Yampa River flows drop quickly | SteamboatToday.com
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Yampa River flows drop quickly

— The thrill of tubing the Yampa River is floating high for now. The question is, how much longer can it last?

Last winter’s abundant snowfall produced consistently excellent skiing, but 430 inches of powder failed to translate into an extended floating season on the town stretch of the Yampa. The river where it flows beneath the Fifth Street Bridge is currently just better than half its seasonal norm.

The Yampa has leveled off at about 275 cfs in the last several days after dropping steeply between June 15 and 26.



That didn’t keep hundreds of floaters from enjoying the river on Monday — at least until a violent thunderstorm lashed the west side of Steamboat Springs with rain between 2:30 and 3 p.m. “It was great,” Tyson Waneka of Steamboat said. “Better than last year when I hit my butt on the rocks.”

Floaters pay $15 for a tube rental and shuttle van ride, and $2 or $3 to rent river shoes. Backdoor Sports had sold out of its allotted quota of tube trips by mid-afternoon. The float takes about 45 minutes at current stream levels.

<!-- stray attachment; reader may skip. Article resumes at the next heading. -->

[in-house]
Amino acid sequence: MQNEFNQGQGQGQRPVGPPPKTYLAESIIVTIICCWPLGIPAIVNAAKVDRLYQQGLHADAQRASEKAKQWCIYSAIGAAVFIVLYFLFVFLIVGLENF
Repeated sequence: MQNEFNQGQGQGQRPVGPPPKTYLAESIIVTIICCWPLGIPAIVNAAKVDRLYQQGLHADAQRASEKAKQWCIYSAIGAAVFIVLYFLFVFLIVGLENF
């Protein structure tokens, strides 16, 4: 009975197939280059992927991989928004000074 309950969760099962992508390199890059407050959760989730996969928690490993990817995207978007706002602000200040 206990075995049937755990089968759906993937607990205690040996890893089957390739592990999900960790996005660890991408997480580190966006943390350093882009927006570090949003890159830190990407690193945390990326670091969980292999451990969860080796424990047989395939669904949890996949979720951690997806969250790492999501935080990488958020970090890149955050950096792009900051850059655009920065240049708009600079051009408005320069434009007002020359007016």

Jed Freeman of Broomfield said he enjoyed his float on the Yampa right up until he flipped in Charlie’s Hole and lost his expensive prescription glasses. Freeman maintained an upbeat attitude in spite of the loss and urged other tubers to keep their eyeglasses on a snug fitting leash.

The river was steady on its mean flow level until June 10 when it was still running at a rate of 2,000 cfs. The river’s volume typically begins to decline in the middle of June, but this year the drop has been steep. The mean flow for July 3 is 500 cfs, based on records that have been kept for 96 years.

People renting inner tubes to float through downtown are finding more water than the measurement at Fifth Street as they pass the confluences of Butcherknife and Soda creeks.

–To reach Tom Ross call 871-4205

or e-mail tross@steamboatpilot.com


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